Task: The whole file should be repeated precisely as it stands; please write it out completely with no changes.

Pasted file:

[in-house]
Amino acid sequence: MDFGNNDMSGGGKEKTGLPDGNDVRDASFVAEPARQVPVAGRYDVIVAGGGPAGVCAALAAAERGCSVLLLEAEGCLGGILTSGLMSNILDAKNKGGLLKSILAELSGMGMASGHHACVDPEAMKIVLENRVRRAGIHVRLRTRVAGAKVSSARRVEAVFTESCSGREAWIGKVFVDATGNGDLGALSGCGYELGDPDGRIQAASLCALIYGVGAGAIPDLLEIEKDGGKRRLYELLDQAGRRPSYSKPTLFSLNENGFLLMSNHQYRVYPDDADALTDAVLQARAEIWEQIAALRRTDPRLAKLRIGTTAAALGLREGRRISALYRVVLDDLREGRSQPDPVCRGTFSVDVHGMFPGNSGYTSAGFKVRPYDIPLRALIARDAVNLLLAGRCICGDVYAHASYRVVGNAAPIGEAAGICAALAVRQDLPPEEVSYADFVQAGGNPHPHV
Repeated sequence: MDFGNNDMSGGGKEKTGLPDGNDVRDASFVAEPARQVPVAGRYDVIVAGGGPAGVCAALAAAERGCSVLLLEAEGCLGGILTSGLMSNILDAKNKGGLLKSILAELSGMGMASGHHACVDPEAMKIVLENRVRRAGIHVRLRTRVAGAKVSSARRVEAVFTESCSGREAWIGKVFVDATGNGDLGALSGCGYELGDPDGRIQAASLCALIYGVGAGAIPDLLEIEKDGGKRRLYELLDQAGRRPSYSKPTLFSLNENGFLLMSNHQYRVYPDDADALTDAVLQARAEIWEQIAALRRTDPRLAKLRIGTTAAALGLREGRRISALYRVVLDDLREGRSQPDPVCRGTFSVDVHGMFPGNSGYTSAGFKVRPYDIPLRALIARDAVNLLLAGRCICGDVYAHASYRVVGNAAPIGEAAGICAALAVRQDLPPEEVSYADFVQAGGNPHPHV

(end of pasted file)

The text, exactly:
[in-house]
Amino acid sequence: MDFGNNDMSGGGKEKTGLPDGNDVRDASFVAEPARQVPVAGRYDVIVAGGGPAGVCAALAAAERGCSVLLLEAEGCLGGILTSGLMSNILDAKNKGGLLKSILAELSGMGMASGHHACVDPEAMKIVLENRVRRAGIHVRLRTRVAGAKVSSARRVEAVFTESCSGREAWIGKVFVDATGNGDLGALSGCGYELGDPDGRIQAASLCALIYGVGAGAIPDLLEIEKDGGKRRLYELLDQAGRRPSYSKPTLFSLNENGFLLMSNHQYRVYPDDADALTDAVLQARAEIWEQIAALRRTDPRLAKLRIGTTAAALGLREGRRISALYRVVLDDLREGRSQPDPVCRGTFSVDVHGMFPGNSGYTSAGFKVRPYDIPLRALIARDAVNLLLAGRCICGDVYAHASYRVVGNAAPIGEAAGICAALAVRQDLPPEEVSYADFVQAGGNPHPHV
Repeated sequence: MDFGNNDMSGGGKEKTGLPDGNDVRDASFVAEPARQVPVAGRYDVIVAGGGPAGVCAALAAAERGCSVLLLEAEGCLGGILTSGLMSNILDAKNKGGLLKSILAELSGMGMASGHHACVDPEAMKIVLENRVRRAGIHVRLRTRVAGAKVSSARRVEAVFTESCSGREAWIGKVFVDATGNGDLGALSGCGYELGDPDGRIQAASLCALIYGVGAGAIPDLLEIEKDGGKRRLYELLDQAGRRPSYSKPTLFSLNENGFLLMSNHQYRVYPDDADALTDAVLQARAEIWEQIAALRRTDPRLAKLRIGTTAAALGLREGRRISALYRVVLDDLREGRSQPDPVCRGTFSVDVHGMFPGNSGYTSAGFKVRPYDIPLRALIARDAVNLLLAGRCICGDVYAHASYRVVGNAAPIGEAAGICAALAVRQDLPPEEVSYADFVQAGGNPHPHV